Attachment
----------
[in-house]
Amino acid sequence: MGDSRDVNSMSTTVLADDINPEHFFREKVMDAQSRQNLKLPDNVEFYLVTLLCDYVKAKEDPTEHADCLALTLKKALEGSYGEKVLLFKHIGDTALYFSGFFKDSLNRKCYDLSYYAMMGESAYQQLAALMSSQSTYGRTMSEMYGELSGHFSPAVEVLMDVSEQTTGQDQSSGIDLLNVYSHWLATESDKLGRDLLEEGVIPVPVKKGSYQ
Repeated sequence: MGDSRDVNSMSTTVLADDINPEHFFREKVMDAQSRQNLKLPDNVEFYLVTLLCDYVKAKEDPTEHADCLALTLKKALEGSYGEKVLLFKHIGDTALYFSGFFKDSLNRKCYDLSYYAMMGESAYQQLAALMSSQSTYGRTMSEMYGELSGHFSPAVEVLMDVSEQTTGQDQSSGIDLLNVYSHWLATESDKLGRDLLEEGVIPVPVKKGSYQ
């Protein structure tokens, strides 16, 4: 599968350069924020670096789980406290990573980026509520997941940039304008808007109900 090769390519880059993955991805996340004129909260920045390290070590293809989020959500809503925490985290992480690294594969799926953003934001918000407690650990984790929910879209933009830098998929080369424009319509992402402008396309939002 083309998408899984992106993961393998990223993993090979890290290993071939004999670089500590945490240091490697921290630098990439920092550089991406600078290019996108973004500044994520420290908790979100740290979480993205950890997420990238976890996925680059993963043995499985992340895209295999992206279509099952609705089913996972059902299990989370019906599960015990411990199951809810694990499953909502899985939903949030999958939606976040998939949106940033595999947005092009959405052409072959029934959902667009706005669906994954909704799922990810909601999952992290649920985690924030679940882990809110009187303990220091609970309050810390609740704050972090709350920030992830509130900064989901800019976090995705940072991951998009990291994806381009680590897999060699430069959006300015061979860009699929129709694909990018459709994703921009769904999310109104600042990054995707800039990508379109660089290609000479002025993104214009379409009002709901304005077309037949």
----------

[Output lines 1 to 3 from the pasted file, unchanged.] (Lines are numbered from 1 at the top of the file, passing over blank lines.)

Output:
[in-house]
Amino acid sequence: MGDSRDVNSMSTTVLADDINPEHFFREKVMDAQSRQNLKLPDNVEFYLVTLLCDYVKAKEDPTEHADCLALTLKKALEGSYGEKVLLFKHIGDTALYFSGFFKDSLNRKCYDLSYYAMMGESAYQQLAALMSSQSTYGRTMSEMYGELSGHFSPAVEVLMDVSEQTTGQDQSSGIDLLNVYSHWLATESDKLGRDLLEEGVIPVPVKKGSYQ
Repeated sequence: MGDSRDVNSMSTTVLADDINPEHFFREKVMDAQSRQNLKLPDNVEFYLVTLLCDYVKAKEDPTEHADCLALTLKKALEGSYGEKVLLFKHIGDTALYFSGFFKDSLNRKCYDLSYYAMMGESAYQQLAALMSSQSTYGRTMSEMYGELSGHFSPAVEVLMDVSEQTTGQDQSSGIDLLNVYSHWLATESDKLGRDLLEEGVIPVPVKKGSYQ